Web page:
Gov. Cuomo on Sunday said new shuttle bus service linking the Rockaway Peninsula with the A train’s Howard Beach station will remain in place until the heavily damaged North Channel rail bridge and subway infrastructure through Broad Channel is replaced.
The city and state are continuing to restore transportation to areas affected by Hurricane Sandy, and are improvising where they cannot.
Efforts to bring some normalcy to the Rockaway Peninsula went into effect on Sunday, when the Metropolitan Transportation Authority restored A train subway service to Howard Beach.
And with the Broad Channel bridge, over which the A train travels to Rockaway, seriously damaged along with hundreds of feet of track across Jamaica Bay, there is free shuttle bus service between Mott Street in Far Rockaway and the Howard Beach station.
“The people of the Rockaway Peninsula were especially hard-hit by this storm, and restoring transportation service to them and to Howard Beach is a priority for my administration,” Cuomo said in a statement issued by his office on Sunday.
“This combination of subway and bus service will provide them with immediate transit relief while the entire system is rebuilt.”
An MTA advisory states that replacement could take six months. “The scope of the destruction was stunning,” adding that aside from tremendous damage to the North Channel Bridge, which connects Howard Beach and Broad Channel, hundreds of feet of track were damaged or destroyed in other areas running through the Jamaica Bay Wildlife Refuge.
There is no working signal system, the rails are twisted and in some areas the supporting roadbed has been completely washed away.
MTA Chairman Joseph Lhota reiterated that the damage over Jamaica Bay is unprecedented.
“And so is the MTA’s response,” Lhota said. “Restoring the entire A train will take months, but the MTA is committed to doing it and providing alternatives to our customers in the meantime.”
Ferry service between the Rockaways and Manhattan, the result of a coordinated effort between the New York City Economic Development Corporation and Seastreak, began Monday.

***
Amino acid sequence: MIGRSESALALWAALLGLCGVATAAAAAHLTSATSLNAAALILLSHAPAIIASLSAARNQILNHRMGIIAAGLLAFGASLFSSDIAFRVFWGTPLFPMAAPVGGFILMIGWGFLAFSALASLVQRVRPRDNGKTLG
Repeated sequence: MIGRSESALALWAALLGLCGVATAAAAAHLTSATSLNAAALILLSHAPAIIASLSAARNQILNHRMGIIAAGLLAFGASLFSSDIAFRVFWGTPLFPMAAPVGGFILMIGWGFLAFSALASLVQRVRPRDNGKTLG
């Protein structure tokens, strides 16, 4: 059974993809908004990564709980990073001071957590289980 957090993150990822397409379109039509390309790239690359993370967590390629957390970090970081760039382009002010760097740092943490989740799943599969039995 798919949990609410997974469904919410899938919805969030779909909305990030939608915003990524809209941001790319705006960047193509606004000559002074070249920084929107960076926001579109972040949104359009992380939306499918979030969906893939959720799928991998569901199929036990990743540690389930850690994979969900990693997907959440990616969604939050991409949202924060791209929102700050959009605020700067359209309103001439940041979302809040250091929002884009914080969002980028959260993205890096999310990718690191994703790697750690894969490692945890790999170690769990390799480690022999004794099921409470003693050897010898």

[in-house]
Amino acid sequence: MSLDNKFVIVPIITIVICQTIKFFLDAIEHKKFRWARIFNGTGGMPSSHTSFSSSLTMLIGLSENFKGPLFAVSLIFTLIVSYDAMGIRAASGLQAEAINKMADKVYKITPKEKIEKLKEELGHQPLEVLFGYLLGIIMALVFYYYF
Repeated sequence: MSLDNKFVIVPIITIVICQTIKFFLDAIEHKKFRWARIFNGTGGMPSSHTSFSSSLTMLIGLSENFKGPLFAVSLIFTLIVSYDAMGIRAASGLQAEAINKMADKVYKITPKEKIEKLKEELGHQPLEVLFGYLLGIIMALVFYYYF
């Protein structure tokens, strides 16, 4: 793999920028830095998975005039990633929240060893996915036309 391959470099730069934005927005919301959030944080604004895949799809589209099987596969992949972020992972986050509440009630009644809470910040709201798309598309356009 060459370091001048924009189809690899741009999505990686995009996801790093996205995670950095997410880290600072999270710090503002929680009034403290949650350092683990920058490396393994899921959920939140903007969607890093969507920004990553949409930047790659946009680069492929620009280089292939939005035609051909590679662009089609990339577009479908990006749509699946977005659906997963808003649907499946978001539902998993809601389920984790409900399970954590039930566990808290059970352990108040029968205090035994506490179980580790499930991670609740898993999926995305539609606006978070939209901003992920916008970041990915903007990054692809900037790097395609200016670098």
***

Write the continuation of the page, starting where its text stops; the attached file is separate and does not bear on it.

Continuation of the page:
The MTA this weekend also transported subway cars to the Rockaways via flatbed truck, with the aim of establishing some sort of rail service contained to the peninsula itself.
An MTA spokeswoman on Tuesday said there is not yet a startup date for such service.
In other transportation news, the eastern tube of the Hugh L. Carey-Brooklyn Battery Tunnel, opened Tuesday afternoon for cars only during rush hour. It will take cars to Manhattan from 6 to 10 a.m. and to Brooklyn from 3 to 7 p.m.
The saltwater that filled both tubes during the hurricane caused extensive damage to the electrical, lighting, communications, surveillance and ventilation systems in both tubes. Cuomo’s office said there is no timetable for reopening the western tube.
Lhota said the tunnel, the longest under-river vehicle tunnel in North America, also handed the MTA an unprecedented challenge.
“It was filled from floor to ceiling for more than a mile with water and debris,” Lhota said.
He called the fact that it is ready for limited operations a tribute to the skill and dedication of MTA Bridge and Tunnel Division employees.
The Long Island Rail Road returned to regular weekday service on most lines this past Monday as two flooded East River tunnels were reopened. The railroad was operating at about 70 percent of pre-Sandy capacity on Wednesday, when the Long Beach branch resumed limited service between Long Beach and Lynbrook.
Cuomo’s office quoted Amtrak officials as saying complete repairs to its tunnels might not be completed until the end of the year.